In many randomized trial, lung protective strategy including ventilation of lower tidal volume[1] and prone position[7] showed survival benefit in the treatment of ARDS. Recently, ECMO has been widely used for patients with respiratory failure to assist adequate gas exchange in severely damaged lungs, thus allowing the decrease of adjusted tidal volume and preventing the ventilator-induced lung injury. And some papers in support of this were also published. Lewandowski et al.[8], in the non-randomized study, the survival rates of patients treated with ECMO is to demonstrate that it was significantly higher than the control (55% versus 89%, p < 0.0001). Hemmila et al.[9] announced the experiments with adult patients with ARDS of 255 treated with ECMO. This study showed the survival rate of 52% of sub-group of patients very serious, patients with ARDS very strict included. The recently published CESAR study, for the treatment of severe respiratory failure, compares ECMO with the conventional method of ventilation in adults.[10] In the study, 180 patients were randomized to two groups of interventional group (ECMO support) and control group (conventional treatment). The interventional group presented higher survival rate (63% versus 47%) to improving the quality of life in the follow-up of 6 months.[4] However, the above studies were conducted by medical staff with highly experienced ECMO. So, it is necessary to pay attention to interpretation. It is the strongest argument for ECMO is not well established increase in survival associated with this technology. In spite of various studies showing the capacity of ECMO as a gas exchange support system[8,1113] it is difficult to extend ECMO as a conventional treatment in adults with ARDS for various reasons:[14] the lack of scientific evidence supporting the use of ECMO in adult ARDS patients, bleeding risk by the anticoagulation with heparin,[8,11,13,15,16] and the elevated economic costs along with the need for highly qualified staff. The use of iLA (Novalung®, Germany) in patients previously accepted as candidates for lung transplants, and who during their time on the waiting list suffered an acute worsening of their clinical situation, especially COPD (chronic obstructive pulmonary disease) patients. However, iLA use is reduced recently, the proportion of the use of ECMO has increased. Although both iLA and ECMO can be used in patients with respiratory distress, iLA is less invasive and shows less complications. However, iLA is not suitable for patients with hypoxemia, such a case consider ECMO. The indication for ECMO must be carefully evaluated on a case-by-case basis and be considered as a salvage treatment or complementary treatment option in refractory ARDS. The current paradigm of consideration of lung transplantation because of irreversible lung failure at 2–4 weeks’ duration of VV-ECMO and questions the specific time at which/we should consider that there is no likelihood of lung recovery.[6] In spite of various treatments, the patient of ARDS becomes worsening, we can consider lung transplantation. Nowadays, ECMO is not only as a gas exchanger, as well as a bridge to lung transplantation. Many physicians will focus on ECMO. There has been increasing use of ECMO as a bridge to lung transplantation; however, chronic lung disease, particularly pulmonary fibrosis, is the most common indication not ARDS. The role of ECMO as a bridge to lung transplantation has recently been suggested due to advancements in ECMO systems.[17] Recent studies have reported ECMO support for 107 and 110 days.[1820] In the other case, they report the clinical course of an adult patient who had been evaluated for bridge to lung transplantation and required long-term period VV-ECMO for severe ARDS with the recovery of lung eventually. It demonstrates unexpected lung recovery as the patient was undergoing preparation for possible lung transplantation. The lung may have unexpected regenerative capacity with native lung recovery after prolonged mechanical support, similar to acute kidney injury and renal recovery.[6] In our case, in consideration of lung transplantation, the patients were transferred to our hospital. Although tidal volume was low, chest X-ray was improved day by day. Because the patient was young and no chronic lung disease, we were waiting for natural recovery.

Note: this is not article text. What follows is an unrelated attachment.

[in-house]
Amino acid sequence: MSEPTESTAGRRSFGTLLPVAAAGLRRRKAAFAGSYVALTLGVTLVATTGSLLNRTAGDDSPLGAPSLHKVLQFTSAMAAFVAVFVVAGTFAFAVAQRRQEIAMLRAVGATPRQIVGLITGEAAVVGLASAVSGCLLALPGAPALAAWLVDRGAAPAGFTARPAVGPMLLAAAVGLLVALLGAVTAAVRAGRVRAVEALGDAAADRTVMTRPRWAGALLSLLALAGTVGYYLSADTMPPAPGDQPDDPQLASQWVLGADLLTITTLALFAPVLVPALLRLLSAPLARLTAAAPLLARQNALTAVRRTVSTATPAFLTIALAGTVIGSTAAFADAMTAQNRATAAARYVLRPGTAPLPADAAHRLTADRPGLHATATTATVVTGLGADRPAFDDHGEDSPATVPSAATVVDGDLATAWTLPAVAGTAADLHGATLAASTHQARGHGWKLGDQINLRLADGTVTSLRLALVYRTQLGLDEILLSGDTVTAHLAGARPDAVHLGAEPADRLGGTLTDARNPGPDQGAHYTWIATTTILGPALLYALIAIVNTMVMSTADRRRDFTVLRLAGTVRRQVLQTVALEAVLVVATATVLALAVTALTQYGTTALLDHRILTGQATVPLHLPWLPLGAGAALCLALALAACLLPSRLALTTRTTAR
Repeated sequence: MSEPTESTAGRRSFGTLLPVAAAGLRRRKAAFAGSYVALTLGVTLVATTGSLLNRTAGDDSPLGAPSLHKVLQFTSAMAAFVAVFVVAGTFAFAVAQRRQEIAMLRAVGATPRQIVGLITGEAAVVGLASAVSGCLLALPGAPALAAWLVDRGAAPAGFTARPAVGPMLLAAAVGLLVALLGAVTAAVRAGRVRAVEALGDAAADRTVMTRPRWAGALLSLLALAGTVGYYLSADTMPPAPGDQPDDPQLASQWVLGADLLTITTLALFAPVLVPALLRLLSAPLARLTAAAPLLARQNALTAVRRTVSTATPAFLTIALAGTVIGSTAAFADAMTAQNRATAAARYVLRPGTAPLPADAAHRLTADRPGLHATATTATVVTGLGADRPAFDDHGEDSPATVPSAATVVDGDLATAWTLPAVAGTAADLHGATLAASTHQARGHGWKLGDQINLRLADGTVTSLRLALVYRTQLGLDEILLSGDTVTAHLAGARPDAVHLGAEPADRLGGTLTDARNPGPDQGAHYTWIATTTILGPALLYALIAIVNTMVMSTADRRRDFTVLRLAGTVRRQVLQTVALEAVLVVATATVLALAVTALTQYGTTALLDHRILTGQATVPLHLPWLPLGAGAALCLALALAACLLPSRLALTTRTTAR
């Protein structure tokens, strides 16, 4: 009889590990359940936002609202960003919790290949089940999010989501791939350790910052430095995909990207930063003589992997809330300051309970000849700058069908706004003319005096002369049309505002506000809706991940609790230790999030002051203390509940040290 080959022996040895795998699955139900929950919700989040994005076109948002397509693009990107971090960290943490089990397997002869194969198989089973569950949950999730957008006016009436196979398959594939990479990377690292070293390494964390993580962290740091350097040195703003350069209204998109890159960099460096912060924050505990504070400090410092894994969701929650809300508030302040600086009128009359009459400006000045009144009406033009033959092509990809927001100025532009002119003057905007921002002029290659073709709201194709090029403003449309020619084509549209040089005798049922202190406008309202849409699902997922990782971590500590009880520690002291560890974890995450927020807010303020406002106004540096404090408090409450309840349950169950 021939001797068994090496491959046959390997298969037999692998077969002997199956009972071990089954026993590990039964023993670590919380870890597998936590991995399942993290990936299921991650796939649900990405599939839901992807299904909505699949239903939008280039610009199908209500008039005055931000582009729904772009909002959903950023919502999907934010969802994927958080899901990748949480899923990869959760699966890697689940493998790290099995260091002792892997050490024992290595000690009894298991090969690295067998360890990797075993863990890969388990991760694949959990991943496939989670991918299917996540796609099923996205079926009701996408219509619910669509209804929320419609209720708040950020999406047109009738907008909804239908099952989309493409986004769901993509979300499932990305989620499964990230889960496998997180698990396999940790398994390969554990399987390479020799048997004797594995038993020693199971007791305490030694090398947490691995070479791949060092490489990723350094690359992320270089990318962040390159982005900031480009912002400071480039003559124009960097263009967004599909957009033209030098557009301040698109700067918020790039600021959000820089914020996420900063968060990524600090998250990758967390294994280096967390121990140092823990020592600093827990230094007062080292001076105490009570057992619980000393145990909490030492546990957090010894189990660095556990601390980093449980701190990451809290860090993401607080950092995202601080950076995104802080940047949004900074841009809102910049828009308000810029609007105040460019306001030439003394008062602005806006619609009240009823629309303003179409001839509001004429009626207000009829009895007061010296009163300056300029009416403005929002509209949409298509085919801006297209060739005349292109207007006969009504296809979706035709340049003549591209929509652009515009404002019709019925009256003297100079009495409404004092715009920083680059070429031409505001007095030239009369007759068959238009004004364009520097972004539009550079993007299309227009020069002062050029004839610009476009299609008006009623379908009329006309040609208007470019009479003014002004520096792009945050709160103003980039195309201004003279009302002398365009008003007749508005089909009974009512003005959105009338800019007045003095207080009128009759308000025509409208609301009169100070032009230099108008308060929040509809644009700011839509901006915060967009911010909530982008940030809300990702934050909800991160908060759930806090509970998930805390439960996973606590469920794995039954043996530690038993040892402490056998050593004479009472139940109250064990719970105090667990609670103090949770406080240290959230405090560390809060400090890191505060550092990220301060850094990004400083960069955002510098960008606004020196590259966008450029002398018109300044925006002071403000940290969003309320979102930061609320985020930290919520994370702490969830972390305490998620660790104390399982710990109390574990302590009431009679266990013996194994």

Lung transplantation in the refractory ARDS patients may be considered as treatment option if the patient was young and previous healthy. If the patient does not have chronic lung disease and can expect reversibility, we recommend that the patient can expect the recovery of lung function applying lung protective strategy and long-run ECMO.

NOTES

No potential conflict of interest relevant to this article was reported.

Fig. 1.
Chest radiographs initial, extracorporeal membrane oxygenation (ECMO) cannulation, discharge. (A) Initial chest X-ray with dyspnea, patient not intubated with high FiO2 by facial mask. (B) chest X-ray after ECMO cannulation. (C) chest X-ray at discharge.
kjccm-2014-29-3-212f1.gif
Fig. 2.
Patient clinical course. VV: venovenous; ECMO: extracorporeal membrane oxygenation; CPCR: cardiopulmonary; cerebral resuscitation; PEG: percutaneous endoscopic gastrostomy.
kjccm-2014-29-3-212f2.gif
Fig. 3.
Timetable of antibiotics and culture. CRPA: carbapenem-resistant Pseudomonas aeruginosa; B: blood; BAL: bronchoalvelolar lavage; EA: endotracheal aspiration; CRAB: carbapenem-resistant Acinetobacter baumanii; CPZ/SB: cefoperazone/sulbactam.
kjccm-2014-29-3-212f3.gif
Table 1.
Changes in oxygenation and ventilation and ECMO setting at specific timepoints in patient’s recovery course Week
Week 11 12 13 14 15 16 17 18 19
P/F ratio 19 23 26 25 36 38 27 25 33
Oxygenation index 73 60 77 44 31 29 40 48 36
Tidal volume, ml 167 164 210 132 237 179 205 298 434
Minute ventilation, L/min 2.38 2.3 8.5 4.1 5.4 3.5 4.1 6.8 14.3
Mean airway pressure, mmHg ECMO 14 14 20 11 11 11 11 12 12
  CI 2.0 2.1 2.2 2.1 2.1 2.3 2.2 2.1
  Flow, L/min 3.39 3.37 3.6 3.42 3.4 3.76 3.7 3.6

ECMO: extracorporeal membrane oxygenation; CI: cardiac index.